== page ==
Over the course of the last month, equity markets across the globe have sold off relentlessly. More recently, that selloff has “spilled over” into the fixed income and credit markets. With the exception of US Government bonds, nearly all fixed income asset classes have seen repricing. (see chart below)
So what has happened to credit in the last few weeks? Why have we seen investments that exhibited remarkable stability over years suddenly fall double-digits in a few days? In a word, liquidity! As is true of equities, a bond is priced at what it can be sold for. Unlike stocks, however, bonds don’t trade on an exchange. The typical bond trades much less often than a stock. In fact, it’s not unusual for a specific bond not to trade for days or even weeks at a time. After all, most bond owners aren’t buying for a trade, but rather to own for the long-term.
In the last couple of weeks, some large investors (hedge funds and mutual funds among them) have been forced to meet liquidity needs by selling bonds. Given the environment and the high value being placed upon having cash on hand, the number of buyers for these bonds has shrunk. Furthermore, the buyer has immense bargaining power in a “forced sell” scenario (consider the parallel of an asset sale during a divorce settlement).
And therein lies the primary source of the recent repricing. The price of the bonds a portfolio owns is marked to market based on the last trade of a similar bond. If that sale was done under non-ideal circumstances, it will have a temporarily adverse effect on all who own that security (and similar securities). That doesn’t mean that a bond is ultimately “worth” where it’s priced, but rather in that moment that’s what it is expected to sell for.
No different than was the case a month ago, the ultimate ability of a credit/bond to perform is a function of the credit itself. Whether one speaks of a AAA rated municipal bond, a BB rated RRMBS (residential mortgage) or a corporate bond, the ultimate value to an investor is determined by the underlying collateral and the repayment of the bond. Can the borrower repay the obligation? If not, what can be sold to partially repay?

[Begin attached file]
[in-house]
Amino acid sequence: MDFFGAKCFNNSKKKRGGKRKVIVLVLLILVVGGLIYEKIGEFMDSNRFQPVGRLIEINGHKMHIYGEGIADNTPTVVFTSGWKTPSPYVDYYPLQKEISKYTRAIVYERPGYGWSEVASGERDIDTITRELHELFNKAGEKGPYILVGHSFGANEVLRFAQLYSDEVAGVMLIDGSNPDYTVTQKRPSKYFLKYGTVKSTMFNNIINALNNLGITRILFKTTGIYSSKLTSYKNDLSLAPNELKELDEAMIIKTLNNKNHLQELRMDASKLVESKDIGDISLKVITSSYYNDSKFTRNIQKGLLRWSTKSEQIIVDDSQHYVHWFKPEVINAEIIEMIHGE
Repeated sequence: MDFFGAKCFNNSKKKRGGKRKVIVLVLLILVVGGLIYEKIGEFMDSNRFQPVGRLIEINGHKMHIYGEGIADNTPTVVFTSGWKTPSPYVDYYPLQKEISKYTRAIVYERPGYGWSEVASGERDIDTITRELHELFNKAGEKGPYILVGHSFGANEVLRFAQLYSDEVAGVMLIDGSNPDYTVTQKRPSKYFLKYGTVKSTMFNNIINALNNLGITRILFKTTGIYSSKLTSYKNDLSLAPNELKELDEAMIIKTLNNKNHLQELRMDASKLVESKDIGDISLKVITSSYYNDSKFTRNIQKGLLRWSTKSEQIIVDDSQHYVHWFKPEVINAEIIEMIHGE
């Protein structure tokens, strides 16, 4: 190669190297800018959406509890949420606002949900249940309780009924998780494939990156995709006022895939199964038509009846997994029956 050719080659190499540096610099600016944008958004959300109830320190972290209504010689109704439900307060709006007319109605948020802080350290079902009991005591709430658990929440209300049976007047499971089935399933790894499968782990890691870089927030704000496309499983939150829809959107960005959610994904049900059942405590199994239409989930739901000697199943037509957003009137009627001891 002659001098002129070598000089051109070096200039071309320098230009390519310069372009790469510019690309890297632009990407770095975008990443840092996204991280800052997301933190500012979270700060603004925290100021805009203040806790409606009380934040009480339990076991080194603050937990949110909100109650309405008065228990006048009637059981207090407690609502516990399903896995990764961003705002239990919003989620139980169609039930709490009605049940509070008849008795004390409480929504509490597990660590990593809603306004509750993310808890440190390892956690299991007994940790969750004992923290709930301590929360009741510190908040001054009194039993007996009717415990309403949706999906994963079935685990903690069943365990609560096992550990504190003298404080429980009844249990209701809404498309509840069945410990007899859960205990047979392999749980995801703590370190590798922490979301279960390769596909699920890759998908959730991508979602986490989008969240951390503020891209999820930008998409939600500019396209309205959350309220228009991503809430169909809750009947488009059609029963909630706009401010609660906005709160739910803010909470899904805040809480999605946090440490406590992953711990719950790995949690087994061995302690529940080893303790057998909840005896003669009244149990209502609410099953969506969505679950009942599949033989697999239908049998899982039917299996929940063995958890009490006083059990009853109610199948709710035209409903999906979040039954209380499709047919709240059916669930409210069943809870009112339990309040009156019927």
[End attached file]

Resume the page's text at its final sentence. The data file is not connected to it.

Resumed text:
For example, one of the hardest hit areas of the fixed income space in the last couple of weeks has been RMBS (residential mortgages). Some securities in this space have seen their price decline by over 50% in the last 2 weeks. In this space, the underlying asset is people’s homes. Specifically, in the case of Braddock, the average FICO rating is in the mid-700’s and they were underwritten with the stricter underwriting standards imposed after the Financial Crisis. The portfolio is diversified geographically across the country.
Coming into the recent period, the US consumer was incredibly strong (savings rate over 8% and household debt at multi-decade lows). Unemployment rates were well below 4%. Recent legislation has created a way for affected households to gain relief from Covid-19 impact (similar to what was done during Hurricanes Katrina and Harvey) through a 6-12 month relief from mortgage obligations. Loan-tovalue ratios were below 70%. Refinancing simply pays off the loan early (which effectively returns full principal on the bond).
We cannot say with certainty that there will not be bond defaults caused by the Covid-19 virus and the actions taken to combat it. We cannot say that there are not credits that are still subject to further downgrade and repricing lower. These are possibilities that always exist and must be evaluated when fully assessing risk in the fixed income space today.
On the other hand, we do believe that the prices we see today are reflective of even more extreme selling pressure than we saw in 2008-09. We do believe that government intervention will mitigate the potential default by many borrowers. We also believe there could ultimately be further action to support the consumer.
We believe there are many bonds that have been repriced lower that will bounce back quickly. We believe that the managers running our fixed income portfolios are being diligent and acting in the best interest of shareholders. We believe there is opportunity for both an attractive yield and appreciation potential in many areas of fixed income.
For some investors, this update may be a call to action to consider an increased allocation to some of these “beaten-up” portfolios. For others, it may simply serve as a reinforcement of why we invested as we did in the portfolios we own. For those who aren’t yet clients, consider a 15-minute call with us to discuss where we see opportunity.
Through these challenging times, we greatly appreciate the words of encouragement and kindness our clients have shown. We welcome your call or e-mail any time.